North Korean dictator Kim Jong Il’s July 4th fireworks show may have fizzled when his Taepodong-2 missile — designed to reach targets in the United States — fizzled out after 42 seconds of flight and fell into the Sea of Japan.
But the test of this North Korean missile (along with others) this week should be a wake up call to Congress: This nation must deploy a reliable missile defense capable of protecting all U.S. territory.
Currently, a fledgling U.S. missile defense system has deployed 11 interceptor missiles in Alaska and California. Its reliability has been questioned, however. Between October 1999 and October 2002, five tests of the interceptor were conducted. One failed. The other four shot down space-borne reentry vehicles of the kind that would carry an enemy warhead into the United States. Since then, the interceptor has failed three straight tests.
It is no wonder the U.S. is behind where it ought to be in the development of a reliable missile defense. After President Reagan announced the Strategic Defense Initiative in 1983, liberal Democrats in Congress did everything they could to thwart it. Reagan was resolute in maintaining the program, however, and was able to push it far enough to convince Soviet dictator Mikhail Gorbachev that the Soviets could never compete with it — thus helping to end the Cold War.
But when President Clinton took office in 1993, he downgraded the program and sustained the Antiballistic Missile (ABM) Treaty, which forbade the deployment of a nationwide missile defense.
In 1998, Senate Democrats went so far as to filibuster a Republican bill calling for deployment of a missile defense as soon as possible. The Democrats prevailed by one vote.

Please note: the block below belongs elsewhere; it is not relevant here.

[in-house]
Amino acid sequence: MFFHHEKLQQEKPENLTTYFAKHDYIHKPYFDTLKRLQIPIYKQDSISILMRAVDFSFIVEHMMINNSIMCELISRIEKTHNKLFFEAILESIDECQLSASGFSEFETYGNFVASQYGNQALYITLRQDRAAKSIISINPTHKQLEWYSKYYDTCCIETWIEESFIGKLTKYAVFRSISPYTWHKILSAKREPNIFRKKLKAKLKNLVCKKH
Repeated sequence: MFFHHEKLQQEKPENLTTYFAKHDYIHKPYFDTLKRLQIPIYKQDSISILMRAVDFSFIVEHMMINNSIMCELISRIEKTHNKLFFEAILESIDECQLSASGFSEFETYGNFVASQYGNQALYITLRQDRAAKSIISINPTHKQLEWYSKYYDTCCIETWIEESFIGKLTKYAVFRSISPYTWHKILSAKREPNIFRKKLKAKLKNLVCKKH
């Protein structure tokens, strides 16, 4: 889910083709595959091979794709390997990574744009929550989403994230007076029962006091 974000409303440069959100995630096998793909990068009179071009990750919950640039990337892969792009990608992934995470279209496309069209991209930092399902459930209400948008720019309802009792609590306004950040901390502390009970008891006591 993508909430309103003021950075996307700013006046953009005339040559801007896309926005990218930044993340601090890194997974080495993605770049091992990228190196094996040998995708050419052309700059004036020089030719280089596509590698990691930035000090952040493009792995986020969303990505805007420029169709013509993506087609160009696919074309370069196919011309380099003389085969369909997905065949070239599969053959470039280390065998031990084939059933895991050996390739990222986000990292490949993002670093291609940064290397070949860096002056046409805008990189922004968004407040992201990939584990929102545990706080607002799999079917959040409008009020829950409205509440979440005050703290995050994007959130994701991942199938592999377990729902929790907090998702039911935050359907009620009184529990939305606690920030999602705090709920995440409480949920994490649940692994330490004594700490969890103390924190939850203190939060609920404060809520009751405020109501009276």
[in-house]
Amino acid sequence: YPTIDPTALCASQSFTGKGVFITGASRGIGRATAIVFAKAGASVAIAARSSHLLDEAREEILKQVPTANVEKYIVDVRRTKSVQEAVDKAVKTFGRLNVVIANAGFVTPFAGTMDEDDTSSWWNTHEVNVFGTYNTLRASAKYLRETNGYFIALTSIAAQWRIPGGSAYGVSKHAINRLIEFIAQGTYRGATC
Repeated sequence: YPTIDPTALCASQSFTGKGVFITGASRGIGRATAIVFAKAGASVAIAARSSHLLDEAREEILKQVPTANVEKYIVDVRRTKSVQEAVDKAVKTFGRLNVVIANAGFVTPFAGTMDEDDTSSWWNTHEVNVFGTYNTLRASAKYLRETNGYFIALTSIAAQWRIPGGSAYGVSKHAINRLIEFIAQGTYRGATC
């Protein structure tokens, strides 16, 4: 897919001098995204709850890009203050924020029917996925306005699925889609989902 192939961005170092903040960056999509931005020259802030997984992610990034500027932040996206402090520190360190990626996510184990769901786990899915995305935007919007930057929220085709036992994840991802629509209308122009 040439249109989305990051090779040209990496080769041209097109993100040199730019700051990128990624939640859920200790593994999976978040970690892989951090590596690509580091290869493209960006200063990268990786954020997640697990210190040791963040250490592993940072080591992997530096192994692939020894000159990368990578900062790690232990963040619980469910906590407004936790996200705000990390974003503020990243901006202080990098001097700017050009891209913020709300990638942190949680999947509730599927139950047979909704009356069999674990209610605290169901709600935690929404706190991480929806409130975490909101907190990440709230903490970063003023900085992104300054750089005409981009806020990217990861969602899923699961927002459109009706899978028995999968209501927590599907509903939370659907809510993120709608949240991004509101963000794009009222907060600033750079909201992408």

When President George W. Bush took office, he wisely abrogated the ABM Treaty and promoted the program that has now deployed 11 antiballistic missiles of questionable reliability.
With Iran moving forward with a nuclear program and North Korea manifestly intent on perfecting a missile that can reach the United States, this nation can no longer dither on missile defense.
The Defense Department’s Missile Defense Agency eventually aims at deploying systems that can stop enemy missiles in all phases of flight — boost, midcourse and terminal. Patriot missiles deployed by the U.S. overseas can stop short-range missiles in their terminal phase. The interceptors deployed in Alaska and California are supposed to be able to stop long range missiles in midcourse. And missiles that will be launched from 3 U.S. Navy cruisers and 15 destroyers are designed to stop mid-range missiles in midcourse. (Phased deployment of these ships will start this fall.)
Laser and kinetic kill weapons designed to stop missiles in the boost phase, however, still need to be developed.
Congress should make certain the Defense Department focuses on completing and perfecting these programs in the swiftest time possible and that they are deployed in sufficient number to defend all U.S. territory.